Tuesday, March 04, 2014

The imperfect gift: when no one wants your voucher



Three years ago my sister and brother-in-law gave my wife and I a $25 voucher to a restaurant website as a gift. Let’s say the website was called something jazzy like, oh I don’t know … restaurant.com (that is the name). 

When I received this gift I thought, cool, we will use this toward a restaurant and then we will eat at that restaurant and I will be happy and satisfied.

I logged on to restaurant.com. “Find a restaurant near you!” Okay, restaurant.com! I will do that. Please find the closest restaurant to zip code 85381.

Restaurant.com said, “Sorry, zero results.”

I expanded my search. How about 10 miles outside of 85381? Can you do that, restaurant.com?

“Nope!”

How about 25 miles? FIFTY  miles?

“You can dine at a hotel café in Scottsdale or a Chinese buffet on the border of Glendale and Phoenix.”

I chose the Chinese buffet. If you know nothing about my wife and me, you know how much we love to drive 45 minutes to eat at a Chinese buffet. My wife is Italian, so the idea of sharing pre-cooked food that is kept warm under a hot lamp with total strangers is very appealing. Are you done with that spoon, hairy man wearing a tank top? Because I’d also like a scoop of that anonymous substance.

I proudly handed the hostess my printed-out voucher, alerting her that we’d be eating on the dime of restaurant.com this lovely, romantic evening. She handed it back to me and said, rather sternly, as if restaurant.com voucher-holders were the lowest form of life, that the buffet price was $8.99 per, and thus we wouldn’t meet our $20 minimum to be eligible to even use our voucher.

My wife was thrilled. Slouched in her slippery booth seat, she refused almost everything the buffet had to offer: sushi, pudding, hot dogs, pockets of some kind. Luckily, since we still had our voucher, we’d be able to do this all over again when the buffet price increased or when our daughter was eligible for adult buffet pricing.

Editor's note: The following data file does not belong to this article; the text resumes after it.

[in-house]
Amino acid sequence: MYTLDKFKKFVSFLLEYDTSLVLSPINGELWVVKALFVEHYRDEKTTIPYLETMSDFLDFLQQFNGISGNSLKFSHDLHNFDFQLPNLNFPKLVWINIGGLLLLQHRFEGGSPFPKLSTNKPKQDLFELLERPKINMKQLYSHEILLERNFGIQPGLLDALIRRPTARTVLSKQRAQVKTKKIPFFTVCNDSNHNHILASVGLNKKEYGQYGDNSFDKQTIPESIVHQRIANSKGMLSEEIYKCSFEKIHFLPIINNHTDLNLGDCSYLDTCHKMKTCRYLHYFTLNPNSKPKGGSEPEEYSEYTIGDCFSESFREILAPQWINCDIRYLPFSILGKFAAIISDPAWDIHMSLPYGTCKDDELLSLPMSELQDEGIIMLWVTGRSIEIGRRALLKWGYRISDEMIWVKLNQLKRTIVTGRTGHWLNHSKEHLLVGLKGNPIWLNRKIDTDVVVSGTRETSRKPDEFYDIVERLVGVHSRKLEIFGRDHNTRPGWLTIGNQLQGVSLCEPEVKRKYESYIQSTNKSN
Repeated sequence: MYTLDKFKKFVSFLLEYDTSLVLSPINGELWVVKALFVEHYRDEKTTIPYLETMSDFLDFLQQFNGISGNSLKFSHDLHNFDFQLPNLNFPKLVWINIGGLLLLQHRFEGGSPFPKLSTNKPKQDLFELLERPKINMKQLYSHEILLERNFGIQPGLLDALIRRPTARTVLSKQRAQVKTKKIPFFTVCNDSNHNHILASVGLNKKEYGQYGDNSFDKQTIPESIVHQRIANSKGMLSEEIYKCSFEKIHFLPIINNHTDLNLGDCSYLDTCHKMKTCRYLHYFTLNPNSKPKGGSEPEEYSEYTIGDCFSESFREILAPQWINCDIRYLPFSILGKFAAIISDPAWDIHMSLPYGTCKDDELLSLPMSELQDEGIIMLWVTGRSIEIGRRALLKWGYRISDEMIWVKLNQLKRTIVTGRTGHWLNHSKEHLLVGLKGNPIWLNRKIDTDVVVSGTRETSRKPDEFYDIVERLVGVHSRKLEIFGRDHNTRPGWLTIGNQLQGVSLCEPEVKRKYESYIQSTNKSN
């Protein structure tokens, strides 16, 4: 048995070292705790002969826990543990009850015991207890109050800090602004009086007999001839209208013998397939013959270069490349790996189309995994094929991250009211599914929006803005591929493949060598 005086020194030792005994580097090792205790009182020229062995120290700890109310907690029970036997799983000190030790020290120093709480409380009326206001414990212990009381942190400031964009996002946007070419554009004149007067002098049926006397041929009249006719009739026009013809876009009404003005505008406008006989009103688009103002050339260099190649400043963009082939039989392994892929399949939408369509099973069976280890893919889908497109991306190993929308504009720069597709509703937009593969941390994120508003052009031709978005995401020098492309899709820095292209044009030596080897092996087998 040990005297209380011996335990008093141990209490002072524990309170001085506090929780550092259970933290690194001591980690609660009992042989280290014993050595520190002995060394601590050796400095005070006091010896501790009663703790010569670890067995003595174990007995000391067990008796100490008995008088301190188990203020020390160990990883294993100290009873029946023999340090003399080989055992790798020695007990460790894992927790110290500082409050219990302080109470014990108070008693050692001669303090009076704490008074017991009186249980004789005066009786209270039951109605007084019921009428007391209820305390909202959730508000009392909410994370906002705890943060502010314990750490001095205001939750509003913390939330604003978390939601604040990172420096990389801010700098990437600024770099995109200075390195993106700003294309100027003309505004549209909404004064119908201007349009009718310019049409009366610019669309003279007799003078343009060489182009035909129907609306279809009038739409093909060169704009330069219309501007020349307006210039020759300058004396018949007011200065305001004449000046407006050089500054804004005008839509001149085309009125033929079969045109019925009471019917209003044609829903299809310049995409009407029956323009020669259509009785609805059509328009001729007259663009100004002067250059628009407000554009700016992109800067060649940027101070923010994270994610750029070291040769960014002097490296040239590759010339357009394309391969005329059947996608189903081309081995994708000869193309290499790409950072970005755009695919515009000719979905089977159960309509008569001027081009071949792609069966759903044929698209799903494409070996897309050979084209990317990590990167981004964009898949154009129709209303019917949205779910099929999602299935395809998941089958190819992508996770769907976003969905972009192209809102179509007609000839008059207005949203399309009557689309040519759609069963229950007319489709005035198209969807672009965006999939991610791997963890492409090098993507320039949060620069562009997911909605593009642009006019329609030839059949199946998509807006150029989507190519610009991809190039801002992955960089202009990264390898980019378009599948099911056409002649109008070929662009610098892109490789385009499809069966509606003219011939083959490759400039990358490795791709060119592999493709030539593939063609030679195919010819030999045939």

The Chinese buffet voucher rested on a desk in our home for years thereafter, and every time I saw it I shook my fist at my sister and brother-in-law. Last week I received an email from restaurant.com alerting me that my Chinese buffet voucher was no longer valid—oh no!—and would I like to transfer it?—oh yes!

Surely restaurant.com, in the three years since I had last logged on, had incorporated new restaurants of a closer proximity and better reputation into its fold. Only: nope, they had not done that. But they did tighten their restrictions. For example, if I found a place to my liking, I would also need to ensure vouchers to that establishment were available in multiples that equaled $25. This was a gift, by the way.

I settled on a place only 35 minutes away, even though they only offered their vouchers in multiples of $10. Letting $5 hang for all of eternity on restaurant.com was a price I was willing to pay in order to finally see this gift to its sad conclusion.

Coincidentally, it was another Chinese restaurant, although at least of the sit-down variety. At the end of our okay-ish meal, I handed the waitress two $10 restaurant.com vouchers. She immediately handed one back to me and said, rather sternly, as if restaurant.com voucher-holders were the lowest form of life, “ONE PER PARTY.”

I guess what I’m trying to say is, I have one $10 voucher for a somewhat local Chinese restaurant that I am selling for $100. The extra money is for pain and suffering and also so I can buy my sister and brother-in-law a big pile of sand for their upcoming anniversary. Please email or call me if interested. Thank you.

UPDATE: As a result of this column, Restaurant.com reached out to me personally in an effort to resolve these issues, something for which they should be commended. They've been sincere and helpful, and although I still wish they'd loosen their restrictions and open the field to a wider variety of better restaurants, we are now friends.

Note: This column appears in the 3/6 issue of The Glendale Star and the 3/7 issue of the Peoria Times.

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